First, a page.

- Law firm whistleblowers? Ex-employees allege billing fraud in tobacco suit by high-flying Kansas City, Mo. trial lawyer [Legal NewsLine]
- U.K. government panel bans egg ad as not encouraging healthy eating [Times Online, Guardian, Telegraph]
- Lawprof is keen on expanding tort law to open door for more suits against schools over kids’ bullying [Childs]
- 1,001 ways to self-publicize: one is to become a “trial groupie” [Elefant]
- Guess what? This site just turned eight years old [isn’t it cool]
The Barnes Firm, formerly Cellino & Barnes, is a powerhouse in the personal-injury business in upstate New York, where it is a ubiquitous advertiser. According to the Buffalo News, it’s built one of the largest caseloads of Vioxx lawsuits in the nation by hawking its star attorney, Brian A. Goldstein, who in television ads
described how he was uniquely qualified to represent Vioxx users. Not only was he a personal injury lawyer, he told viewers, he was a former physician and board-certified surgeon….
The lawsuits accuse the drug’s maker, Merck & Co., with failing to tell patients the whole truth about Vioxx.
Goldstein, though, appears guilty of the same charge about his medical background. Georgia’s Composite State Board of Medical Examiners revoked Goldstein’s license to practice medicine on Jan. 10, 1991.
Goldstein was found guilty of providing Georgia licensing authorities with misleading and incomplete information about his education, according to records obtained by The Buffalo News. The licensing board found that Goldstein:
• Attended college and medical school at the same time in the Dominican Republic.
• Graduated from medical school less than three years after he graduated from high school.
• Received credit for courses he had not taken, had not completed or failed.
• Said he attended Tulane University when he had not, falsified his earlier training and submitted a false letter of recommendation for a residency at the Manhattan Psychiatric Center.
The hearing officer in Georgia not only recommended revocation but also said the decision should be published “as a public reprimand for [Goldstein] for his conduct.”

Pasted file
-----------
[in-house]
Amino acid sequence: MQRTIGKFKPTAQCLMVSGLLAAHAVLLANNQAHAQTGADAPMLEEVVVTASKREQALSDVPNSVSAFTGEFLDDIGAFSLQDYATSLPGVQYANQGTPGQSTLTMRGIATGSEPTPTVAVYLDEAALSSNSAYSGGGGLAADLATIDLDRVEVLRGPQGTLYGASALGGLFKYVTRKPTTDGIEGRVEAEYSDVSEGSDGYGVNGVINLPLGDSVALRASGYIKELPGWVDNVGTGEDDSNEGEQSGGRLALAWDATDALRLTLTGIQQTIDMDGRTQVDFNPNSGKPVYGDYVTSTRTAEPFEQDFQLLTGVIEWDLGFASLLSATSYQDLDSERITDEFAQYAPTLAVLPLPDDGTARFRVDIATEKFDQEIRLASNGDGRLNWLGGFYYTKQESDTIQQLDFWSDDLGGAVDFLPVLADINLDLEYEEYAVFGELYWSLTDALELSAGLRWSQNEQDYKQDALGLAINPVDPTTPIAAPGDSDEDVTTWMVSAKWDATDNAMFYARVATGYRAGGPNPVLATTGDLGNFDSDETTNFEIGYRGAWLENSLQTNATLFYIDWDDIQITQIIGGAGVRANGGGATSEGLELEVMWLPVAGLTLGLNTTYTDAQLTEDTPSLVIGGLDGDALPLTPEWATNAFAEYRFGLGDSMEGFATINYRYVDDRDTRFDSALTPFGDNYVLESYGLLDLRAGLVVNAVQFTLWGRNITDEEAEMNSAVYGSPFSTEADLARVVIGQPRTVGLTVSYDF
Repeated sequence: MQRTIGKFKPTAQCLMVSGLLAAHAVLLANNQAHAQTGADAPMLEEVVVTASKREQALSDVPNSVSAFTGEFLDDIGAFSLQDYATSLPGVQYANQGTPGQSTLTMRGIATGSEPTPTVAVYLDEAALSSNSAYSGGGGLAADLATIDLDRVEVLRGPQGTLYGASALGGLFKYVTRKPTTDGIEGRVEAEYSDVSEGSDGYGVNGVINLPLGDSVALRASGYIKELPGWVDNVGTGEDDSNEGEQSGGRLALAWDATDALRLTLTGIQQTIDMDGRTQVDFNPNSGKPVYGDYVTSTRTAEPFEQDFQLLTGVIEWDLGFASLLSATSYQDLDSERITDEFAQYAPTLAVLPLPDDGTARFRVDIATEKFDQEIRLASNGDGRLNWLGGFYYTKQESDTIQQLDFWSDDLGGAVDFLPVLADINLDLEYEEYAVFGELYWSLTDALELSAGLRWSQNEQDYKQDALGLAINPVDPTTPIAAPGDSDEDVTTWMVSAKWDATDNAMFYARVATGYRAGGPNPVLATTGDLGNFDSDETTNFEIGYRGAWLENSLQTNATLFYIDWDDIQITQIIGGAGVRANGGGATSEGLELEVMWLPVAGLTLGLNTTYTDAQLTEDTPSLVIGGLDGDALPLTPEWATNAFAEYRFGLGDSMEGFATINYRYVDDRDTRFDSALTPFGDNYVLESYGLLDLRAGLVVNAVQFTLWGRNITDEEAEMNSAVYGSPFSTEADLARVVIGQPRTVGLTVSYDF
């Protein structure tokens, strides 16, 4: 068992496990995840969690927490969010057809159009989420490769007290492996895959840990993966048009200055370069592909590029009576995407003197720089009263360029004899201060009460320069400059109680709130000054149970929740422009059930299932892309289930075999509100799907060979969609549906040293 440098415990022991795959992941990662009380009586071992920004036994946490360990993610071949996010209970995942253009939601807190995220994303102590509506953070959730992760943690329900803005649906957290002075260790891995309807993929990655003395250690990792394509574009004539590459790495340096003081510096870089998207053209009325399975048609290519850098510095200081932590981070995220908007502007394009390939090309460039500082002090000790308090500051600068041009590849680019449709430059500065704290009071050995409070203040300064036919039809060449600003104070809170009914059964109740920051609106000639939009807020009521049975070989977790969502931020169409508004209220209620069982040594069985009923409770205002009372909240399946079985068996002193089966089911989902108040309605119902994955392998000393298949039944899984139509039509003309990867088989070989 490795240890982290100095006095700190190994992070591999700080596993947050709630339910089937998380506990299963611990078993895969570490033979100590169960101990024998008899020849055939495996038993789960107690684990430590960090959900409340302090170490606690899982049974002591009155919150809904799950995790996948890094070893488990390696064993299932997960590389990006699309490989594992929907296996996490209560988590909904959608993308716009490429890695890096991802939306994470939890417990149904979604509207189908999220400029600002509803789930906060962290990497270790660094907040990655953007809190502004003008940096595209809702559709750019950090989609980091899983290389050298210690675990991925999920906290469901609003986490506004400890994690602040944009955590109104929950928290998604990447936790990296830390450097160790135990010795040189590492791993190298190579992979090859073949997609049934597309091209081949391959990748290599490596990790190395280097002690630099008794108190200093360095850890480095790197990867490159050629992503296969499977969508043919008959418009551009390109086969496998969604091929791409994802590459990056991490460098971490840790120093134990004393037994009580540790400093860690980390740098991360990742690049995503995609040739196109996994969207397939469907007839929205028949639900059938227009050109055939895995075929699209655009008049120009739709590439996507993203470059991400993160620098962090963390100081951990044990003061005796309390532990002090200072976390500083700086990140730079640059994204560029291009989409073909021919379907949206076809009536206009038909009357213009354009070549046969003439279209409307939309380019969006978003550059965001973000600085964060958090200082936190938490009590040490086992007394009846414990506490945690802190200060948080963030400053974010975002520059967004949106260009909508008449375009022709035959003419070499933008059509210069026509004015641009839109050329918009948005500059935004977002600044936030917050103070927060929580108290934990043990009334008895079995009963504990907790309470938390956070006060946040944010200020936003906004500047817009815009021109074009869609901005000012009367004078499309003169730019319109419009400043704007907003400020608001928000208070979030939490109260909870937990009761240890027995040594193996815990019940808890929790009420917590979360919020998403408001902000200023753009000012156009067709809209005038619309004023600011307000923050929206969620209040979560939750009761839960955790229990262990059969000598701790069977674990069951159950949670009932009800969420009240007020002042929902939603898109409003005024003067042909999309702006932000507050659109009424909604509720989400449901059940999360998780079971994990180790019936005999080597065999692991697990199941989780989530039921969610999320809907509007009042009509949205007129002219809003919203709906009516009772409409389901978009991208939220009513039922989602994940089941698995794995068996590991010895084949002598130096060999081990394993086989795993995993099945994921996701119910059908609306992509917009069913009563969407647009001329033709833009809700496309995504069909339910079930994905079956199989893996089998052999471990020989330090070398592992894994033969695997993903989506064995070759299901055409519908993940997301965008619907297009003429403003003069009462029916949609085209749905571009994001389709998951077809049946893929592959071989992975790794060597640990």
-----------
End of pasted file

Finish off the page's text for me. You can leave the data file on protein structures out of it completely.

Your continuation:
But none of that information was mentioned in the Vioxx ads, or in Goldstein’s biography on The Barnes Firm Web site.
The Buffalo News investigation includes various defenses of his conduct offered by Goldstein, including the following:
He also said Georgia authorities failed to consider the fact he had received an undergraduate degree from Empire State College.
The News confirmed that degree from the college, which grants degrees based on life experience as well as academic studies. But the degree was granted in 1988, three years after Georgia filed charges against him.
The newspaper asks medical ethicist Arthur Caplan about Goldstein’s “selective use of parts of his medical background to recruit legal clients”. Caplan’s response: “I think it’s sleazy”. (Michael Beebe, “Did Barnes Firm lawyer tell the whole truth?”, Buffalo News, Jan. 22). Carolyn Elefant comments at My Shingle (Jan. 22), and the incident also stirs memories for blogger Gina at Together Again (Jan. 23). The law firm of Cellino & Barnes has figured in these pages before: see Jul. 15, 2005.
The law firm of Cellino & Barnes bills itself as the largest personal injury firm in western New York, and the “faces of [name partners Ross M.] Cellino and [Stephen E.] Barnes grace a reported 150 billboards across upstate New York. The attorneys’ names and likenesses frame their phone number and the one-word question ‘Injured?'” However, the firm has now gotten itself into hot water: an appellate panel has suspended Cellino and censured Barnes for, among other infractions, “advancing financial assistance to clients that was unrelated to the expenses of litigation”.
The unanimous five-judge panel found that Cellino and Barnes advanced financial assistance to clients beyond the expenses of litigation and, when they subsequently became aware that such actions violated the disciplinary rules, “arranged for the establishment of, funded and controlled [a] company owned by respondent Cellino’s cousin and that they did so in order to continue loaning money to clients.”
At common law, champerty (supplying clients with money in exchange for a share in the action) and maintenance (supplying them with money in order to keep their lawsuits going) were both offenses, but the prohibitions have tended to fall into disuse or to be repealed outright in recent times. On champerty, see Jun. 19, 2005, Jun. 27, 2004, Oct. 25, 2003, and this excerpt from The Litigation Explosion. (Mark Fass, “Bad Lawyer, No Billboard”, New York Law Journal, Jun. 14; Michael Ziegler, “Cellino & Barnes leaders punished”, Rochester Democrat & Chronicle, Jun. 11; Rick Pfeiffer, “Lawyers Cellino and Barnes found guilty of violating conduct code”, Tonawanda News, Jun. 11). More on the Barnes law firm: Jan. 31, 2006.